With a UK£25.36B market capitalisation, Standard Chartered PLC (LSE:STAN) falls in the large, commercial bank category. A common risk large financial institutions face is credit risk, measured by the level of bad debt it writes off. Large commercial banks like Bank of America, Wells Fargo Bank and JP Morgan Chase had lending portfolios that were exposed to the turbulent credit market during the 2008 recession which led to billion dollar losses in shareholder equity. The faith of investors in what were once considered blue-chip stocks were undermined. Now we will analyse financial metrics focused on bad debt and liabilities in order to gain insights into Standard Chartered’s lending practices and better understand its operational risks. View our latest analysis for Standard Chartered
How Much Risk Is Too Much?If Standard Chartered’s total loans are made up of more than 3% of bad debt, it may be engaging in risky lending practices above the judicious level. Loans that are “bad” cannot be recovered by the bank and are written off as expenses which comes out directly from its profit. Since bad loans make up 3.03% of its total assets, which is above the prudent level of 3%, it faces a high chance of default. Given that most banks tend to be well-below this threshold, Standard Chartered faces a much higher risk level and shows below-averagebad debt management.
How Good Is Standard Chartered At Forecasting Its Risks?
Standard Chartered’s ability to forecast and provision for its bad loans relatively accurately indicates it has a good understanding of the level of risk it is taking on. If it writes off more than 100% of the bad debt it provisioned for, then it has poorly anticipated the factors that may have contributed to a higher bad loan level which begs the question – does Standard Chartered understand its own risk?. Standard Chartered’s low bad loan to bad debt ratio of 65.85% means the bank has under-provisioned by -34.15%, indicating either an unexpected one-off occurence with defaults or poor bad debt provisioning.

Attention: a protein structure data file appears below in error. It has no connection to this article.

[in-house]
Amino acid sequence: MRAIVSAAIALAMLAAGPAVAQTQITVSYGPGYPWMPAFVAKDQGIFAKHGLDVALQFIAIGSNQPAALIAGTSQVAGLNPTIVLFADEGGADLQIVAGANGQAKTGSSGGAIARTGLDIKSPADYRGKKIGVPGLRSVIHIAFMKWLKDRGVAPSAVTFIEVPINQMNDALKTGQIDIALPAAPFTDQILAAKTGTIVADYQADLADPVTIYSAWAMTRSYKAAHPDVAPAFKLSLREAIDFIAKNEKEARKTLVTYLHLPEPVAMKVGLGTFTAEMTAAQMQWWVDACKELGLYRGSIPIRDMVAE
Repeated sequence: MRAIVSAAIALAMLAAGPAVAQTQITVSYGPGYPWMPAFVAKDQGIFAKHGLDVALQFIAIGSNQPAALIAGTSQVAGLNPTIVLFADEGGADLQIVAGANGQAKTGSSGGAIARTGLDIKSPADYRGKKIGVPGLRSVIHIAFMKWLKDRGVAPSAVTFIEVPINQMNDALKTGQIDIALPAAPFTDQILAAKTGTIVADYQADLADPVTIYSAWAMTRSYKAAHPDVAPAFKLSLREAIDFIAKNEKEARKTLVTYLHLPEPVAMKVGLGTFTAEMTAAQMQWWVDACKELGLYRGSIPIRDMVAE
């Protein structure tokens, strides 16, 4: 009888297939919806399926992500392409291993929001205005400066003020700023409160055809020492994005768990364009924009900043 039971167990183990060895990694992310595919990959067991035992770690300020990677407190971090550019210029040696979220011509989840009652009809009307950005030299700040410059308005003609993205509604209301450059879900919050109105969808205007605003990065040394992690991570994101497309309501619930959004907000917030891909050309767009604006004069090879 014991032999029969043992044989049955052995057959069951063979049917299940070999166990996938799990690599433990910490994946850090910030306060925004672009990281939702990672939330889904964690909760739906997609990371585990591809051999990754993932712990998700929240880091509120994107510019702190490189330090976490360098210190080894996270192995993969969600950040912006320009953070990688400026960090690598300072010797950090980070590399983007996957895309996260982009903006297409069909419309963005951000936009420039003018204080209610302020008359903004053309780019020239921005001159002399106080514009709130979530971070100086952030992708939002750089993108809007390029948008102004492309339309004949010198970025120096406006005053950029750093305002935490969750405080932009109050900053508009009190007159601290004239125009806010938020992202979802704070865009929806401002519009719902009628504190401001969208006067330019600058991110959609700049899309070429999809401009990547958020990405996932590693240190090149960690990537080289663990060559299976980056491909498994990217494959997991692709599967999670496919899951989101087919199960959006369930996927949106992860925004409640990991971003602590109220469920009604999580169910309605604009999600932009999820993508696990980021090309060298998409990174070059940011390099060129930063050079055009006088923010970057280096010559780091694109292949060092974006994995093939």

Is There Enough Safe Form Of Borrowing?Standard Chartered makes money by lending out its various forms of borrowings. Deposits from customers tend to bear the lowest risk given the relatively stable amount available and interest rate. As a rule, a bank is considered less risky if it holds a higher level of deposits. Since Standard Chartered’s total deposit to total liabilities is within the sensible margin at 66.61% compared to other banks’ level of 50%, it shows a prudent level of the bank’s safer form of borrowing and an appropriate level of risk.
While Standard Chartered has maintained a safe level of deposits against its liabilities, it has taken on excess levels of bad debt and poorly provisioned for these bad debt payments. This could lead to lower profits than may have been expected by the company. This potential negative impact on cash flows lowers our conviction of Standard Chartered as an investment. Today, we’ve only explored one aspect of Standard Chartered. However, as a potential stock investment, there are many more fundamentals you need to consider. I’ve put together three essential factors you should further research:
- Future Outlook: What are well-informed industry analysts predicting for STAN’s future growth? Take a look at our free research report of analyst consensus for STAN’s outlook.
- Valuation: What is STAN worth today? Has the future growth potential already been factored into the price? The intrinsic value infographic in our free research report helps visualize whether STAN is currently mispriced by the market.
- Other High-Performing Stocks: Are there other stocks that provide better prospects with proven track records? Explore our free list of these great stocks here.